F1 2009: The year in stats (Part 2)

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In a year of remarkable reliability Heidfeld set a new record for finishing races

The final part of our look at the 2009 F1 season in numbers will shed some more light on which were the best-performing drivers, and looks at how 2009 compared to other F1 seasons.

Plus there’s a recap of all the major records broken in 2009 – from the youngest ever F1 driver to the first-time champions.

Season records

Different winners6 (Jenson Button, Sebastian Vettel, Mark Webber, Rubens Barrichello, Lewis Hamilton, Kimi Raikkonen)
Most wins by individual6 (Jenson Button)
Different pole holders8 (Jenson Button, Rubens Barrichello, Mark Webber, Sebastian Vettel, Jarno Trulli, Lewis Hamilton, Fernando Alonso, Giancarlo Fisichella)
Most poles by individual4 (Jenson Button, Sebastian Vettel, Lewis Hamilton)
Different drivers25
Drivers who competed in all races16
Drivers who did just one race0
Drivers who scored points19
Races in dry conditions15
Races in mixed conditions1
Races in wet conditions1
Most places gained by driver in one race16 (Jarno Trulli and Timo Glock, Australian Grand Prix)

Drivers ranked by results

Jenson Button won the world championship and he also scored more wins than anyone else. But what happens if we rank the entire grid in order of who got the best results? The table below shows the rankings.

Mark Webber moves up a pace to third at Rubens Barrichello’s expense. Fisichella moves up from 15th to 11th thanks to his second place at Spa.

Rosberg suffers the most, falling from seventh to 14th, having failed to land a big score when the opportunity presented itself at races such as Singapore. But curiously the gulf in performance between him and team mate Kazuki Nakajima is even more apparent: we can see Rosberg beat Nakajima’s best finishing position on no fewer than 13 occasions. The same goes for Alonso compared to his two team mates.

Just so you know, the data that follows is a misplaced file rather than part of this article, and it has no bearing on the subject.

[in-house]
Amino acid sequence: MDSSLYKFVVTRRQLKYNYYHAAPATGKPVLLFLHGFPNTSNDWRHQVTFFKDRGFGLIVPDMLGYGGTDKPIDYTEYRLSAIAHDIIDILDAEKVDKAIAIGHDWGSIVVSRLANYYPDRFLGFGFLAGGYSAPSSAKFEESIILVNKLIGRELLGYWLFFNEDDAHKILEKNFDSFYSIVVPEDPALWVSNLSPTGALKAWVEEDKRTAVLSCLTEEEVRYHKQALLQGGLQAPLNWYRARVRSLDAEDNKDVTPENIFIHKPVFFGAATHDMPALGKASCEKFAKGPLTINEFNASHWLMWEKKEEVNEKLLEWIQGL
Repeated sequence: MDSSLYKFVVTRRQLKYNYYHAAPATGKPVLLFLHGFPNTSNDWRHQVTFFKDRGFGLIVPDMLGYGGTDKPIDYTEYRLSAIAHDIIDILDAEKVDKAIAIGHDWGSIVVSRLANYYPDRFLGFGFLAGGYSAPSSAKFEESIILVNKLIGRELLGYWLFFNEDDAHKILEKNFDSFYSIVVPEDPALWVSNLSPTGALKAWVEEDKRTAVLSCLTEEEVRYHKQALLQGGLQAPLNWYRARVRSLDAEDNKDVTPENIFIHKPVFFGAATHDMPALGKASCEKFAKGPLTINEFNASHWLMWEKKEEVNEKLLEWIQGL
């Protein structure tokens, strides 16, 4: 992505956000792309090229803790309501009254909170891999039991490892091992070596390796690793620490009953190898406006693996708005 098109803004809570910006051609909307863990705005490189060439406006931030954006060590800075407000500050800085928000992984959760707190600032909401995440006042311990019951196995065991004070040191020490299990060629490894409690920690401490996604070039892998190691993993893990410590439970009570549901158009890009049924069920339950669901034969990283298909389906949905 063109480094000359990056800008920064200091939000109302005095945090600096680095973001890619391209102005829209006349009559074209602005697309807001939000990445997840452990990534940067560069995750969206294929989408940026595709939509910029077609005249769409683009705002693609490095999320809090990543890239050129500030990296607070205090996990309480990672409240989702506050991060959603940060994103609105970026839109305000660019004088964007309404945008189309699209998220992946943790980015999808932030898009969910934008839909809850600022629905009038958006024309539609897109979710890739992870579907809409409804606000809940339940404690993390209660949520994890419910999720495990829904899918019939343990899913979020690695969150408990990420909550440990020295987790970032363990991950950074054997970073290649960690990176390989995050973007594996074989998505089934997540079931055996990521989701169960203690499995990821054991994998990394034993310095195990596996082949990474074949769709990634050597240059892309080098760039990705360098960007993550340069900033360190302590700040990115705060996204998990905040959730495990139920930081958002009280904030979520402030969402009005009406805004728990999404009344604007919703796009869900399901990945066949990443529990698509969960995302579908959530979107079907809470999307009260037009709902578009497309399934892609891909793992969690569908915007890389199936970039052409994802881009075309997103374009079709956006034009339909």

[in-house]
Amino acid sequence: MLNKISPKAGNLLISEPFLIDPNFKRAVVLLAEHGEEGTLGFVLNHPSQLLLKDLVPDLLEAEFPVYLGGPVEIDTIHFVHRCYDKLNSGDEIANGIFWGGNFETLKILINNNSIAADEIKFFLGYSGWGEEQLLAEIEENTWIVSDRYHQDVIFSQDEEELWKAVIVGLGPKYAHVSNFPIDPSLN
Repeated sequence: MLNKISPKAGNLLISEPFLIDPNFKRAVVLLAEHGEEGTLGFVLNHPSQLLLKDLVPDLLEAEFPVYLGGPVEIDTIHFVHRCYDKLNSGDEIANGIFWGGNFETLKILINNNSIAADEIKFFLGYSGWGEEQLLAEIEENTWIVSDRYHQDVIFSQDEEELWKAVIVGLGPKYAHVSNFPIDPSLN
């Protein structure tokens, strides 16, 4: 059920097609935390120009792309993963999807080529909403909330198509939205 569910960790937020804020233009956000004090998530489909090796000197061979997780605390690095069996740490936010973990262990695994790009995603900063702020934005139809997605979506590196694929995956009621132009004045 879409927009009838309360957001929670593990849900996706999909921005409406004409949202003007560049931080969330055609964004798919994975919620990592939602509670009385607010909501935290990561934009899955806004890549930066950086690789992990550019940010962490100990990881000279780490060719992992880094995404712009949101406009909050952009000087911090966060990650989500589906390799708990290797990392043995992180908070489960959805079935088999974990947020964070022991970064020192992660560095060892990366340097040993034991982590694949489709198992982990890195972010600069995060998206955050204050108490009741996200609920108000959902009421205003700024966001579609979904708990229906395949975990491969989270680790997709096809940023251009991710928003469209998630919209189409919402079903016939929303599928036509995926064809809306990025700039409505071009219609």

Have a look at the 2009 F1 championship standings to make comparisons of your own:

1.Jenson Button6120312100000000
2.Sebastian Vettel4223000100001010
3.Mark Webber2420110020110000
4.Rubens Barrichello2312222101000000
5.Lewis Hamilton2121011010021001
6.Kimi Raikkonen1131020112010110
7.Jarno Trulli0122002100012100
8.Timo Glock0111012123100100
9.Robert Kubica0101001211103200
10.Nick Heidfeld0100212002410010
11.Giancarlo Fisichella0100000022221311
12.Felipe Massa0012020010000100
13.Fernando Alonso0010312112100200
14.Nico Rosberg0002420320100011
15.Heikki Kovalainen0001221100220100
16.Adrian Sutil0001000011101111
17.Kamui Kobayashi0000010010000000
18.Sebastien Buemi0000002200011013
19.Sebastien Bourdais0000000201101000
20.Kazuki Nakajima0000000021133020
21.Nelson Piquet Jnr0000000001032002
22.Vitantonio Liuzzi0000000000100210
23.Romain Grosjean0000000000001021
24.Jaime Alguersuari0000000000000111
25.Luca Badoer0000000000000100

2009 season in context

F1 2009: Retirements (click to enlarge)

For the third year in a row we saw a new record for race completion. Out of every start made by every driver, 82.06% resulted in a classified finished. In a decade F1 has gone from only having half the field finish each race to more than four out of five cars finishing.

Reliability stayed close to its record level of last year, with just 9.12% of race starts ending due to a car failure.

F1 2009: Drivers (click to enlarge)

Last year’s record for every driver starting every race was not matched due to two sackings (Sebastien Bourdais and Nelson Piquet Jnr) and two injuries (Felipe Massa and Timo Glock).

F1 2009: Pole positions (click to enlarge)

Pole positions were shared among eight drivers in 2009. That was partly because the field was generally quite evenly matched, with some teams that were not regular contenders for victory enjoying strong form at particular venues – such as Force India at Spa and McLaren at anything slow and twisty.

It was also partly because of the artificial nature of race-fuel qualifying, allowing drivers to cut their fuel load to qualify well (Toyota at Bahrian, Alonso at Spa). This will be gone next year.

F1 2009: Different winners (click to enlarge)

Strange that Button won as many races as the two champions before him, yet there are so many discussions about him being an ‘unworthy’ champion.

2009 stats and facts highlights

Race facts and stats

If a double-post on F1 stats still isn’t enough, here’s all the post-race stats analysis from every race this year:

Australian Grand Prix facts and stats
Malaysian Grand Prix facts and stats
Chinese Grand Prix facts and stats
Bahrain Grand Prix facts and stats
Spanish Grand Prix facts and stats
Monaco Grand Prix facts and stats
Turkish Grand Prix facts and stats
British Grand Prix facts and stats
German Grand Prix stats and facts
Hungarian Grand Prix facts and stats
European Grand Prix facts and stats
Belgian Grand Prix facts and stats
Italian Grand Prix facts and stats
Singapore Grand Prix facts and stats
Japanese Grand Prix facts and stats